Accompanied by the MÁV Symphony Orchestra (Budapest), Maxim Vengerov performs Johannes Brahms’ Violin Concerto in D major, Op. 77. Conductor: Gábor Takács-Nagy. Recorded at Kodály Centre in Pécs, Hungary on October 21, 2021. All cadenzas are written by Vengerov himself.
Johannes Brahms’ Violin Concerto
Johannes Brahms’ violin concerto has long been a favorite of virtuoso violinists.
Brahms began to write this work in the summer of 1878 while vacationing in the Austrian village of Pörtschach. He dedicated the work to Joseph Joachim (1831-1907), the Hungarian violinist, conductor, composer, and teacher, a longtime friend of the composer. The concerto showcased the virtuosic talents of Joachim.
It was premiered in Leipzig on January 1, 1879, by Joachim. Brahms conducted the premiere. It is Brahms’s only violin concerto, and, according to Joachim, one of the four great German violin concerti.
Brahms’ Violin Concerto is considered a masterpiece of the Romantic era and is notable for its combination of virtuosity and deep emotional expressiveness. The work has been a staple of the violin repertoire ever since its premiere and is frequently performed and recorded by some of the world’s greatest violinists.
Joseph Joachim told the guests at his 75th birthday party:
“The Germans have four violin concertos. The greatest, most uncompromising is Beethoven’s. The one by Brahms vies with it in seriousness. The richest, the most seductive, was written by Max Bruch. But the most inward, the heart’s jewel, is Felix Mendelssohn’s.”
The concerto is scored for solo violin and an orchestra consisting of flutes, oboes, clarinets, and bassoons; 4 horns in D, F, and E, 2 trumpets in D, timpani, and strings.
The piece follows the standard concerto form, with three movements in the pattern quick-slow-quick:
- Allegro non troppo (D major)
- Adagio (F major)
- Allegro giocoso, ma non troppo vivace – Poco più presto (D major)
1. Allegro non-troppo (D major)
The first movement of Brahms’ Violin Concerto in D major is a majestic and grandiose Allegro non-troppo. It begins with a lengthy orchestral introduction, featuring a series of richly layered and lushly orchestrated themes that set the stage for the entrance of the solo violin.
When the soloist enters, it does so with a powerful statement that leads into a cadenza-like passage, showcasing the virtuosic technique of the violinist. This passage leads to the exposition of the main theme, a soaring and expressive melody that is developed and elaborated upon throughout the movement.
The movement is characterized by its sense of dramatic tension, which is created through the interplay between the soloist and the orchestra. The orchestra supports and accompanies the soloist, but also engages in a dialogue with it, challenging and pushing the soloist to new heights of virtuosity and expressiveness.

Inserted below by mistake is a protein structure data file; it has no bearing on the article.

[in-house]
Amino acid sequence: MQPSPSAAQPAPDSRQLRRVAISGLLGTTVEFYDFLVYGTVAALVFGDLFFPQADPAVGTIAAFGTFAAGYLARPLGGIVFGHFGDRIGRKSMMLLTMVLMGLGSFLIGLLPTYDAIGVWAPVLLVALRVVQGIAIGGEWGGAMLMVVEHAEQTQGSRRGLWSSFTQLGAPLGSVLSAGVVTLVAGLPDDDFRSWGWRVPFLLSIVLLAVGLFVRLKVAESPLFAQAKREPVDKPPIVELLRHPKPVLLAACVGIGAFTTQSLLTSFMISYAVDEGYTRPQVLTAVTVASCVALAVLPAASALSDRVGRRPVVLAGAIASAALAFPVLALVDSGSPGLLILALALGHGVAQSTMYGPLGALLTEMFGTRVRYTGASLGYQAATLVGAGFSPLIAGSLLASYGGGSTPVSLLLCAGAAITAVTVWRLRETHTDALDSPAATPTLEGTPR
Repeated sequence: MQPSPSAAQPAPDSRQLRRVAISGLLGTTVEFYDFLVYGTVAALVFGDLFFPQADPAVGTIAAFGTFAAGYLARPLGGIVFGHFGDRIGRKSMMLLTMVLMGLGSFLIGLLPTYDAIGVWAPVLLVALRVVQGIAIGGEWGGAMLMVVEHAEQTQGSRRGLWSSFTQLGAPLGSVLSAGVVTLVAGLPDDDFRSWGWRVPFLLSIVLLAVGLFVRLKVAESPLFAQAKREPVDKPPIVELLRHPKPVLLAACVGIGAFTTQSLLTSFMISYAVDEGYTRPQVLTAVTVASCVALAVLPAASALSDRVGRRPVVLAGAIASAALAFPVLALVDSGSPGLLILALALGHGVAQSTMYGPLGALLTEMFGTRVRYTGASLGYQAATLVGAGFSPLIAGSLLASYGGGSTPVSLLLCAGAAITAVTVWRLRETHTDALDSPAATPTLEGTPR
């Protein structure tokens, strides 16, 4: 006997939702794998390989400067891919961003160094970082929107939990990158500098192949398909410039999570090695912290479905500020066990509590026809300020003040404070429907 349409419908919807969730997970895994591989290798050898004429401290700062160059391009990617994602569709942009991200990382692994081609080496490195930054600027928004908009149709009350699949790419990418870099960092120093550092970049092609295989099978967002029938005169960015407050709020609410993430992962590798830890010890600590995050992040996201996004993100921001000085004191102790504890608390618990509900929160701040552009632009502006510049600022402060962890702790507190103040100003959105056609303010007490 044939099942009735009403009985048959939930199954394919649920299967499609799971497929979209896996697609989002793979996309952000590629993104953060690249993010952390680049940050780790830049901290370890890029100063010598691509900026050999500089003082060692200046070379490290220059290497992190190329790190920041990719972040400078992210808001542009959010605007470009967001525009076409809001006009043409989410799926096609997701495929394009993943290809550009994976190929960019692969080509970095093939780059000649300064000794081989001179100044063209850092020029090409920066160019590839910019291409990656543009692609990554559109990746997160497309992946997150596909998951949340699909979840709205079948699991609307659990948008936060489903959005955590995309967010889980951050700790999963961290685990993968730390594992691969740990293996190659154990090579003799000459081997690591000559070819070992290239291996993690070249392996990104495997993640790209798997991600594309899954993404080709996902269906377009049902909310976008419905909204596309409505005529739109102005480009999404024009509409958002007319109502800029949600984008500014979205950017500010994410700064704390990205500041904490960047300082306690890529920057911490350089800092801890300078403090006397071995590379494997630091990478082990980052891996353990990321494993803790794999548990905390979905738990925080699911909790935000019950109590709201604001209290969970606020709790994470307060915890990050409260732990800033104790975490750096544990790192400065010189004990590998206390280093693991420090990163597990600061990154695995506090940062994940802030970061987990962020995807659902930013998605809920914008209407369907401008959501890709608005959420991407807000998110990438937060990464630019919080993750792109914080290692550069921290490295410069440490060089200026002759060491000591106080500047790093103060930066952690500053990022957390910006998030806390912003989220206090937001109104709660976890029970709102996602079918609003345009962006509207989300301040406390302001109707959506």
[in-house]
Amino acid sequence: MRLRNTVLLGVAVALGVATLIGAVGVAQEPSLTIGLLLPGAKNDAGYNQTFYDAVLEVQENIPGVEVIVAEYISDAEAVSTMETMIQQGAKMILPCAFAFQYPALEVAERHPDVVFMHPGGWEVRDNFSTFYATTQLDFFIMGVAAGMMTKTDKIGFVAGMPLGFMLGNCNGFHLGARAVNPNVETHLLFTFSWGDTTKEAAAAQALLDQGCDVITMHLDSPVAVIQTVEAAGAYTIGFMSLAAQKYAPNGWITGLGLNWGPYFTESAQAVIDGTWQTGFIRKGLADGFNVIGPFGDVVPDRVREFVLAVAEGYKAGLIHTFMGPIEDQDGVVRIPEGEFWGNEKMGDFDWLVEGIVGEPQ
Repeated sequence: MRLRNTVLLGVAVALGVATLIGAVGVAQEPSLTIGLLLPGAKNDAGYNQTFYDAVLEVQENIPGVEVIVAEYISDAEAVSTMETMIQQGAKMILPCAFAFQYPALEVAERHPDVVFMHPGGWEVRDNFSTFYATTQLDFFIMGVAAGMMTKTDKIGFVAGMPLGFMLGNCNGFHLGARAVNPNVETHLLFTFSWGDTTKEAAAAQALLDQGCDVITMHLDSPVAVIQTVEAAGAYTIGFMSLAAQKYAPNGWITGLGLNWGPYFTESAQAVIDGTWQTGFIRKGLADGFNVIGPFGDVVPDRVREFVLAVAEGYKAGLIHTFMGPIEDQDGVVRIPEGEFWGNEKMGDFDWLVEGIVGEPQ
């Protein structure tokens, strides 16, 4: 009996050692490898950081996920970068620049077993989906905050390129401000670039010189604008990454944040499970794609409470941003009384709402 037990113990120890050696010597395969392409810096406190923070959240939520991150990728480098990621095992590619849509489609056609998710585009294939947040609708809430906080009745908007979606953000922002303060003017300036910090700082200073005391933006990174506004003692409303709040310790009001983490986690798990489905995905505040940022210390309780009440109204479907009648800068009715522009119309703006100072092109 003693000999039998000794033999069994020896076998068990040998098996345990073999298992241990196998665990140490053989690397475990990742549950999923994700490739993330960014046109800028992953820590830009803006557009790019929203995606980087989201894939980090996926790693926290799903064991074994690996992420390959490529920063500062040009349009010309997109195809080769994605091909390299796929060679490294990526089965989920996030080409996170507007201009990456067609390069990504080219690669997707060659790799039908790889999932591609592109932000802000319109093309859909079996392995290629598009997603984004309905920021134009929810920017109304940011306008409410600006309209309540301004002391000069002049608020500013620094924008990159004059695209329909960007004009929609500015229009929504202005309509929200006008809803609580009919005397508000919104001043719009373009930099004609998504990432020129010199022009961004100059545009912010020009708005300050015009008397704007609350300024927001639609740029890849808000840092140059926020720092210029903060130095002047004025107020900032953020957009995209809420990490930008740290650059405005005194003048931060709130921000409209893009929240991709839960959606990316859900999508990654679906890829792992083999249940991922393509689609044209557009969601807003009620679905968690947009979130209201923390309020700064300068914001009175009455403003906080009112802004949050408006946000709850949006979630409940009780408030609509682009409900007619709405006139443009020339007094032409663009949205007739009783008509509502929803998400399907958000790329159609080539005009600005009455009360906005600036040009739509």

The first movement of the Brahms Violin Concerto is a masterful display of Brahms’ skill as a composer and his understanding of the violin as a solo instrument. It is a rich and complex work that rewards repeated listening, revealing new depths of emotion and meaning with each hearing.
2. Adagio (F major)
The second movement of Brahms’ Violin Concerto in D major is a lyrical and introspective Adagio. It begins with a gentle, melancholic theme introduced by the solo violin, which is then taken up by the orchestra.
The movement is characterized by its warm and intimate tone, with the violin and orchestra engaging in a tender and emotional conversation. The soloist displays great sensitivity and expressiveness, producing a rich singing tone that perfectly captures the mood of the music.
The middle section of the movement features a more animated theme, but the mood soon returns to the introspective and melancholic character of the opening. The soloist is given ample opportunity to showcase their technical skill and musical sensitivity, with passages of delicate phrasing and expressive vibrato.
The second movement of the Brahms Violin Concerto is often considered the emotional heart of the work, with its intimate and expressive character providing a counterpoint to the dramatic tension of the first movement and the high energy of the third.
3. Allegro giocoso, ma non troppo vivace – Poco più presto (D major)
The finale of Brahms’ Violin Concerto in D major is a lively and energetic Allegro giocoso. It begins with a playful and dance-like theme introduced by the solo violin, which is then taken up by the orchestra.
The movement is characterized by its high energy and technical demands, with both the soloist and the orchestra engaging in virtuosic passages and intricate musical interplay. The soloist displays their technical mastery, with dazzling runs and rapid-fire arpeggios that showcase the full range of the violin’s capabilities.
The middle section of the movement features a more contemplative theme, which provides a brief moment of respite before the movement returns to its lively and exuberant character. The soloist and orchestra engage in a playful and spirited dialogue, with each pushing the other to new heights of technical virtuosity and musical expression.
- Violin Concerto (Brahms) on Wikipedia
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